Making Steam Engine Models

The Miniature Brick Making Machine

This is a machine that has been designed and made to press dry powdered clay into the required size and shape for production of the ceramic bricks, which were then used to construct each engine house in a miniature form.

The powdered clay flows from the hopper, positioned above the steel dies. With the dies full of clay the press automatically closes applying a force of 5½ tons. It is this pressure which binds the clay particles together, to form the bricks which can then be handled without damage. After pressing and before firing at 1050 degrees centigrade, the sharp edges are removed; this is done by shaking them all together in a hessian sack. The press is powered by a 0.5-kilowatt electric motor which drives a high reduction gearbox. A crank is attached to the toggle which closes the press, and it is this high mechanical advantage which generates a closing pressure of 5½ tons.

After pressing, the clay bricks are fired in an electric kiln which has been modified to simulate how ceramics would have been fired in an atmosphere depleted of oxygen. It is this reduction of oxygen within the kiln which produces the great variety of colours found when the kilns of the eighteenth century were fired by coal. After cooling a hard ceramic brick was formed, this was then used to construct each engine house in miniature. With an additional arrangement of dies, the press can easily be used to form the ceramic tiles, which were needed to complete the roof of the building; each tile has two nibs to hold them into place onto the roofing laths.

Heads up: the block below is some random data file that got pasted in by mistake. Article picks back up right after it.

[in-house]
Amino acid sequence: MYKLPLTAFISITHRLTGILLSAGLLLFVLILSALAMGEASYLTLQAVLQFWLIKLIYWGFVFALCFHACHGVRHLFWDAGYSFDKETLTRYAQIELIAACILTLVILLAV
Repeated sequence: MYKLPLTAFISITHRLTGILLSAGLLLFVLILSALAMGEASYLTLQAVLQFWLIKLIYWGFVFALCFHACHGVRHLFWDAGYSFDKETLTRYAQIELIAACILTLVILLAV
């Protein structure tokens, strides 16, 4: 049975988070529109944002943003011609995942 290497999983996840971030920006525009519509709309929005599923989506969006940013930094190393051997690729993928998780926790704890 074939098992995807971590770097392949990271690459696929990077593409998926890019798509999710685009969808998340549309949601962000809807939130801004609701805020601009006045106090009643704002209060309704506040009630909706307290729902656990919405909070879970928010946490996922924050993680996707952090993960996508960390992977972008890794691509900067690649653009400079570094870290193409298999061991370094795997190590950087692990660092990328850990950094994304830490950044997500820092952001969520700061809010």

The Brick Making Machine

A closing pressure of 5 ½ tons is needed to bind the clay particles together for the firing process to become successful.

The electric kiln and saggar contain 3,000 bricks, which are were placed upon a bed of powdered coal to replicate a reduction firing and produce the variety of colours found in the bricks of the eighteenth-century.

The Lathe

All the historical models on this Website were machined using a centre lathe which was made in about 1900 by the Vernon Machine Co. Worcester Mass. U.S.A. I have used this lathe for over 55 years, which was given to me by my father for my seventeenth birthday. Every component from 10 BA nuts and pins to the crankshaft used on the Dodman traction engine were machined on this belt driven lathe. The crankshaft is shown below.